PORTLAND, Maine (AP) — Maine's bombastic Republican governor has built a reputation on his unfiltered comments, but his obscene tirade unleashed on a liberal lawmaker prompted Democratic lawmakers Friday to warn that the governor was coming unhinged and to call for a political intervention.
Gov. Paul LePage apologized to "the people of Maine" — but not to the legislator — after he left a voicemail message for Democratic Rep. Drew Gattine that said "I am after you" and then told reporters he wished he could challenge Gattine to a duel and point a gun "right between his eyes."
LePage said the angry outburst was justified because Gattine had called him racist — something Gattine denied.
In Portland, Assistant House Democratic Leader Sara Gideon called for a "political intervention" from members of both parties to ensure either that the governor "gets the help that he needs" or that he's removed from office.
The voicemail followed a controversy that bubbled up Wednesday when LePage, who's white, said at a town hall in North Berwick that photos he's collected in a binder of drug dealers arrested in the state showed that 90 percent of them "are black and Hispanic people from Waterbury, Connecticut; the Bronx; and Brooklyn." He displayed the binder at a Friday news conference.
"I want you to prove that I'm a racist," LePage told Gattine in the voicemail Thursday, adding that he had spent his life helping black people and calling Gattine a vulgar name related to oral sex. "I want you to record this and make it public because I am after you."
After leaving the voicemail, LePage invited reporters to the governor's mansion, where he said he wished he could turn back the clock so he and Gattine could face off in a duel.
"When a snot-nosed little guy from Westbrook calls me a racist, now I'd like him to come up here because, tell you right now, I wish it were 1825," LePage said, according to the Portland Press Herald. "And we would have a duel, that's how angry I am, and I would not put my gun in the air, I guarantee you, I would not be (Alexander) Hamilton. I would point it right between his eyes."
Gattine said he was stunned to receive the voicemail. "My first thought after I listened is I'm really glad I'm not in the room. He sounded like if I'd been in the room with him that he'd be attacking me physically," he said.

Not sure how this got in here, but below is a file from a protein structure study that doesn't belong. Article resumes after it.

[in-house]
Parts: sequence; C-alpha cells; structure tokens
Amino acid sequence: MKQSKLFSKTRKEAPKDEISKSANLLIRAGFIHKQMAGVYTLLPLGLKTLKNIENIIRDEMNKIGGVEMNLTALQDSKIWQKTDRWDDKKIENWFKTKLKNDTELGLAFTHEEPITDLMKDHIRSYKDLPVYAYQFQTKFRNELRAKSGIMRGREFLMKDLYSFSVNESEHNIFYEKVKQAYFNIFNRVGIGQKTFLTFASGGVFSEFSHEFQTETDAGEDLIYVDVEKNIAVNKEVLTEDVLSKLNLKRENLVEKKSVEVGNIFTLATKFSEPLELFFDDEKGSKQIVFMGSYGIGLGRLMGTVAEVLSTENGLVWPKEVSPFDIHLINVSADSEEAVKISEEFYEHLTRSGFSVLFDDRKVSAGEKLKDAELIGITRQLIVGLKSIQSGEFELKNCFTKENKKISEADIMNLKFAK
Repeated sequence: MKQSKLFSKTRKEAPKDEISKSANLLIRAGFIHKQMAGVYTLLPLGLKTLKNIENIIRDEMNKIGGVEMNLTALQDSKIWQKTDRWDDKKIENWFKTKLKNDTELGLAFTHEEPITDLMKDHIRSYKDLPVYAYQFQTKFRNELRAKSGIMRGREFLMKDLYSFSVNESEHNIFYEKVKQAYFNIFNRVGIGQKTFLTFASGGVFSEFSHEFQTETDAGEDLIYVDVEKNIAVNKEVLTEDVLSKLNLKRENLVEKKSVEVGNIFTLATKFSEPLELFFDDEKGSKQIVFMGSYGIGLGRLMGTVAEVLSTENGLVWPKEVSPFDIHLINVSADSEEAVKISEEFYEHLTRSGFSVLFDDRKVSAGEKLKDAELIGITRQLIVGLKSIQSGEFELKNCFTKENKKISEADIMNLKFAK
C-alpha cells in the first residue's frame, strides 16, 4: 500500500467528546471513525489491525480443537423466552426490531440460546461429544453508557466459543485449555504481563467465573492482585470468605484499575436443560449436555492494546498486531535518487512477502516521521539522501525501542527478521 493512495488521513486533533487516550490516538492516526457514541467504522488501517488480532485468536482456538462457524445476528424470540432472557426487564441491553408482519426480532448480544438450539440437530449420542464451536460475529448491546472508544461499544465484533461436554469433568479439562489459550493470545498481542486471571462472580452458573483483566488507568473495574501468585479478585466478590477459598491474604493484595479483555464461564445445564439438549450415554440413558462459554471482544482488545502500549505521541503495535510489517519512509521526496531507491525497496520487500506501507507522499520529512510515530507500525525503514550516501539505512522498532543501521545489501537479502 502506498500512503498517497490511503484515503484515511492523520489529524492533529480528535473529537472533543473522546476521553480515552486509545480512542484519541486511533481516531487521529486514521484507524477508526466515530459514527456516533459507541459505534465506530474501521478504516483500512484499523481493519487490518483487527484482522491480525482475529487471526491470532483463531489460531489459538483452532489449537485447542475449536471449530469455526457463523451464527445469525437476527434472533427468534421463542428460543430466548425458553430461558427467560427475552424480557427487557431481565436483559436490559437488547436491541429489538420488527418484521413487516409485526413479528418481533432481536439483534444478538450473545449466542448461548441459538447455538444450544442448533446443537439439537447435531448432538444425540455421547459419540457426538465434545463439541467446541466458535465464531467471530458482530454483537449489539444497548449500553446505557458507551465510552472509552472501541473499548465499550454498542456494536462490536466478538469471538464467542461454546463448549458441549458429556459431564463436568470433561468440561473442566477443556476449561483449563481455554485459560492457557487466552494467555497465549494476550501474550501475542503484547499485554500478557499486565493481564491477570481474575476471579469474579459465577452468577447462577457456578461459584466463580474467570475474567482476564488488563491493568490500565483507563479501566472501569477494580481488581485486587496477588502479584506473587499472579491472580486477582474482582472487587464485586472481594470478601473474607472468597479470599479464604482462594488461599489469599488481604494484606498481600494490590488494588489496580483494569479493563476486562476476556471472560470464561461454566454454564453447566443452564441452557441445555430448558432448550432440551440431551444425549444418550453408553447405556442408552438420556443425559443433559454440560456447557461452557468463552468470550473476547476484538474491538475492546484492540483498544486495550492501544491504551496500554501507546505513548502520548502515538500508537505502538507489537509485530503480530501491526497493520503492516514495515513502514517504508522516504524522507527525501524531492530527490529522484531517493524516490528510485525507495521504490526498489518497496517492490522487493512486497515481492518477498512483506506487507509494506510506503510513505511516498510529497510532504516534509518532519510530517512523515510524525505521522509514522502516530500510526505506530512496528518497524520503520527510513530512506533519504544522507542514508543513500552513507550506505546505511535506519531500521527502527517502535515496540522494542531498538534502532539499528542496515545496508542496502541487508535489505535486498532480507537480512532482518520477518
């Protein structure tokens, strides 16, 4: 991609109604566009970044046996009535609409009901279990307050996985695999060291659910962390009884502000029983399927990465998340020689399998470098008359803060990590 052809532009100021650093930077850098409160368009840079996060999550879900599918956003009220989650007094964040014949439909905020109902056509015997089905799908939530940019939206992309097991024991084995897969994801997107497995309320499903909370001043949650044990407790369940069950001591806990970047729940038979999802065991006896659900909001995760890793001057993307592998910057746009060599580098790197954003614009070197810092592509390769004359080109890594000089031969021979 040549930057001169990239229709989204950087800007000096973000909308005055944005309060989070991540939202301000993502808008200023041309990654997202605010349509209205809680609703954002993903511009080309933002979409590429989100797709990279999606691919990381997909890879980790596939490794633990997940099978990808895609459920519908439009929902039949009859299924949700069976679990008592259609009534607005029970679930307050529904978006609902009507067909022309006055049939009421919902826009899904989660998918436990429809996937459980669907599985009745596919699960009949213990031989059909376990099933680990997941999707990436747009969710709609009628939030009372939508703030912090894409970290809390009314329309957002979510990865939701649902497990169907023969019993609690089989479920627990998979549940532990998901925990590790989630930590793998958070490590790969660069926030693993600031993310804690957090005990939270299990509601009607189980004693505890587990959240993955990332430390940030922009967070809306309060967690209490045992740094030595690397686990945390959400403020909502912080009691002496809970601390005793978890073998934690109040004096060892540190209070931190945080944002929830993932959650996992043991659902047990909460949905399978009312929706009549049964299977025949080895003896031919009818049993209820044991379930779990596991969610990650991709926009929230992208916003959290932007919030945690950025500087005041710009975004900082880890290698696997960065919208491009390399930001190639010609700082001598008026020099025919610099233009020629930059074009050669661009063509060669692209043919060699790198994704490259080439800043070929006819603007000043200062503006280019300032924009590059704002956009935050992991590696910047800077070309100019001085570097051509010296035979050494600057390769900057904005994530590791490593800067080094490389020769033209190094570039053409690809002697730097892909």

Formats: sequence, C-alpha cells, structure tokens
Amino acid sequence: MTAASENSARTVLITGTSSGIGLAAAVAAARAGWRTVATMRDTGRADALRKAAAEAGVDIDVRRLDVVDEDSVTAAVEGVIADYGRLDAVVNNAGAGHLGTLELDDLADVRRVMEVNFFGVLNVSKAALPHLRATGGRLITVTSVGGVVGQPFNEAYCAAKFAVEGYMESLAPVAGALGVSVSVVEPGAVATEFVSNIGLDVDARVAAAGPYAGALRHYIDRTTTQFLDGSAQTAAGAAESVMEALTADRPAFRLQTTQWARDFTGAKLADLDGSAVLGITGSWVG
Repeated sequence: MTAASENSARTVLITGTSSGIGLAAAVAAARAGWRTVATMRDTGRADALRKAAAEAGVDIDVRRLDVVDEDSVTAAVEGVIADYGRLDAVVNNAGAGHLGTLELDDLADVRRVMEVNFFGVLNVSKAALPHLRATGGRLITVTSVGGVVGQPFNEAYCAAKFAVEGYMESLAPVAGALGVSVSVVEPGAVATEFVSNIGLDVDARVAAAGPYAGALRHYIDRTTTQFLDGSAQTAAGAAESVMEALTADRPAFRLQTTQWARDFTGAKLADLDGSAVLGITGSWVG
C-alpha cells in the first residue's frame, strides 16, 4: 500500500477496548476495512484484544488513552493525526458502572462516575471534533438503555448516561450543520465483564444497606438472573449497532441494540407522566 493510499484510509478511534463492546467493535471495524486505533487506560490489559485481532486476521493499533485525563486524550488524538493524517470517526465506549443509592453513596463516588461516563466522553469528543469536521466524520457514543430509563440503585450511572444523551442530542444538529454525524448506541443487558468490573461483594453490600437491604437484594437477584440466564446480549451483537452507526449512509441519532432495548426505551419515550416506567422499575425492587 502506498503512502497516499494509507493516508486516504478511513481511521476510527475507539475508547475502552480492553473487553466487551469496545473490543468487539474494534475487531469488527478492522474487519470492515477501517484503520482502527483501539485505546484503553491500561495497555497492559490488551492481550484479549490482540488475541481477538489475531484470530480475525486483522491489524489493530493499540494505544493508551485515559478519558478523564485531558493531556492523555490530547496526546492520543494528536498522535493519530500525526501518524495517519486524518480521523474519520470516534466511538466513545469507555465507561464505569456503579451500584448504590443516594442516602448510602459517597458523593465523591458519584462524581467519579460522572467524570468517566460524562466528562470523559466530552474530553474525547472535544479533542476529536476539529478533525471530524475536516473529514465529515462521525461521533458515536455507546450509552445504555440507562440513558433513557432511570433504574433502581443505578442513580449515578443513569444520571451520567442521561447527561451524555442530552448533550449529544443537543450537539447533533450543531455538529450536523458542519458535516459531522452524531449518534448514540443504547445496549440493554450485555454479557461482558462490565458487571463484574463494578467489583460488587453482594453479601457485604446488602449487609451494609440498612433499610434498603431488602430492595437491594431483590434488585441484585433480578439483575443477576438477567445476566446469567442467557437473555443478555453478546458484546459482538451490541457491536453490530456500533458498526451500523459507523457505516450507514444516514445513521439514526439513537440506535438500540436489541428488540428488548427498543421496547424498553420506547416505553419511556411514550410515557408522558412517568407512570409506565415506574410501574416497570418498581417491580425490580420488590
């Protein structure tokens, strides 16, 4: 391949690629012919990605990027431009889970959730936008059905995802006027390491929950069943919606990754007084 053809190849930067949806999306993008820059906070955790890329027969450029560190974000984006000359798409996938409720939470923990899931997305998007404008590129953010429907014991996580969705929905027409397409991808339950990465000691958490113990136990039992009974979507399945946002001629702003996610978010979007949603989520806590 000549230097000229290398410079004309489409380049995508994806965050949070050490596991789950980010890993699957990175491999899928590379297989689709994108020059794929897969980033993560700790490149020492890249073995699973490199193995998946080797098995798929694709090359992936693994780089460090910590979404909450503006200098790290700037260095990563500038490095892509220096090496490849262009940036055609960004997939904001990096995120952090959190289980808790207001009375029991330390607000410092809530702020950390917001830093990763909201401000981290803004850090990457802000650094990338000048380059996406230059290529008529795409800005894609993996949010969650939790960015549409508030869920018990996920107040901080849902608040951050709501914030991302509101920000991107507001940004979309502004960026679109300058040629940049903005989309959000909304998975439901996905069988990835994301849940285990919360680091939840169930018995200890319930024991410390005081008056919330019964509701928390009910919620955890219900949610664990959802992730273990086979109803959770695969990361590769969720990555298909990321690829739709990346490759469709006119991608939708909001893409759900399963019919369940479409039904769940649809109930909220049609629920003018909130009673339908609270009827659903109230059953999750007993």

House and Senate Democrats and the Maine Democratic Party on Friday questioned LePage's capacity to lead. LePage said he would not resign unless several of his political opponents, including Gattine, did as well.
Police in Westbrook said Friday that they had received a citizen complaint about the voicemail. A police official said the complaint came from someone who didn't live in the city. It's unclear if there will be an investigation.
Gattine has differed with the governor on how to address welfare reform, drug addiction and eligibility for developmental disabilities programs. But LePage said Friday that he didn't know Gattine "from a hole in the wall" until Thursday.
Gattine said he wasn't concerned about his safety, but he called the voicemail a distraction and the latest of LePage's personal vendettas against lawmakers. Gattine first shared the voicemail's audio with the Press Herald.
Michael Thibodeau, the Republican president of the Maine Senate, also rebuked LePage, saying it "damages our public institutions when inappropriate comments come from either party."
LePage, whose second and final term of governor ends in 2019, has a history of drawing attention for his blunt remarks. In January, he said drug dealers with names like "D-Money, Smoothie, Shifty" are getting Maine's white girls pregnant. He later apologized, saying he meant to say "Maine women" and not "white women."
LePage has compared his style to that of Republican presidential nominee Donald Trump, whom he supports, though he recently said Trump was his third choice for president after Chris Christie and Jeb Bush.
"I was Donald Trump before Donald Trump became popular, so I think I should support him since we're one of the same cloth," he told a radio show host in February.
On Friday, LePage doubled down by refusing to personally apologize to Gattine.
Gattine revealed that the governor called him again on his cellphone Friday and left a message challenging him to debate the issues at a town hall-style meeting next week in Westbrook. Gattine said there was no apology on the voicemail.
Associated Press writers Patrick Whittle and David Sharp in Portland contributed to this report.
This story has been corrected to show that LePage said he wished it were 1825, not 1812.